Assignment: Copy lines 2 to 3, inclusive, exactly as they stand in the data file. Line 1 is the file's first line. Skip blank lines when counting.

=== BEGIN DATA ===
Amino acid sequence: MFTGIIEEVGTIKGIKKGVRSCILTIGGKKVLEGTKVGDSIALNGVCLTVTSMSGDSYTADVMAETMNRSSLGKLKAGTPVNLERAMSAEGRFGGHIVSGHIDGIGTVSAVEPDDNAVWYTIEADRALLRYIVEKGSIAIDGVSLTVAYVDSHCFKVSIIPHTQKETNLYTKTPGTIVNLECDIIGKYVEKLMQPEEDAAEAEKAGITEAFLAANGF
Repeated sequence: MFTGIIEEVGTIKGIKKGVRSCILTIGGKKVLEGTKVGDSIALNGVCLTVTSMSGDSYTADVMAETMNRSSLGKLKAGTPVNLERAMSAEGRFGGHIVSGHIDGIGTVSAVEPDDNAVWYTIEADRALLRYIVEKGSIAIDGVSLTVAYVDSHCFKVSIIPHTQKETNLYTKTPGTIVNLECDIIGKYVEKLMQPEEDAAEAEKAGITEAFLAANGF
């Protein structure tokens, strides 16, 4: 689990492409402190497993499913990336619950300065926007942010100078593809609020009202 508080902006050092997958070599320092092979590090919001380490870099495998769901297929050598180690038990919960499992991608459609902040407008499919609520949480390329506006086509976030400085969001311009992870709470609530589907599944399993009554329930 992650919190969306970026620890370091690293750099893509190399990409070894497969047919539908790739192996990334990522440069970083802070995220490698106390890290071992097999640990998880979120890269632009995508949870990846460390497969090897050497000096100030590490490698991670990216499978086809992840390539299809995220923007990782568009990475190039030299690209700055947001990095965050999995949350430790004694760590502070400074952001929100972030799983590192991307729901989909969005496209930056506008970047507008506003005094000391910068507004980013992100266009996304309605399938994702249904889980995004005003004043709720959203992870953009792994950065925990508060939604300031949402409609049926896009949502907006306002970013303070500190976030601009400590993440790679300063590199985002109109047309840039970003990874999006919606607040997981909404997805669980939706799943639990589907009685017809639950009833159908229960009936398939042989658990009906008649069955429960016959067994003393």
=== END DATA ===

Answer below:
Repeated sequence: MFTGIIEEVGTIKGIKKGVRSCILTIGGKKVLEGTKVGDSIALNGVCLTVTSMSGDSYTADVMAETMNRSSLGKLKAGTPVNLERAMSAEGRFGGHIVSGHIDGIGTVSAVEPDDNAVWYTIEADRALLRYIVEKGSIAIDGVSLTVAYVDSHCFKVSIIPHTQKETNLYTKTPGTIVNLECDIIGKYVEKLMQPEEDAAEAEKAGITEAFLAANGF
């Protein structure tokens, strides 16, 4: 689990492409402190497993499913990336619950300065926007942010100078593809609020009202 508080902006050092997958070599320092092979590090919001380490870099495998769901297929050598180690038990919960499992991608459609902040407008499919609520949480390329506006086509976030400085969001311009992870709470609530589907599944399993009554329930 992650919190969306970026620890370091690293750099893509190399990409070894497969047919539908790739192996990334990522440069970083802070995220490698106390890290071992097999640990998880979120890269632009995508949870990846460390497969090897050497000096100030590490490698991670990216499978086809992840390539299809995220923007990782568009990475190039030299690209700055947001990095965050999995949350430790004694760590502070400074952001929100972030799983590192991307729901989909969005496209930056506008970047507008506003005094000391910068507004980013992100266009996304309605399938994702249904889980995004005003004043709720959203992870953009792994950065925990508060939604300031949402409609049926896009949502907006306002970013303070500190976030601009400590993440790679300063590199985002109109047309840039970003990874999006919606607040997981909404997805669980939706799943639990589907009685017809639950009833159908229960009936398939042989658990009906008649069955429960016959067994003393």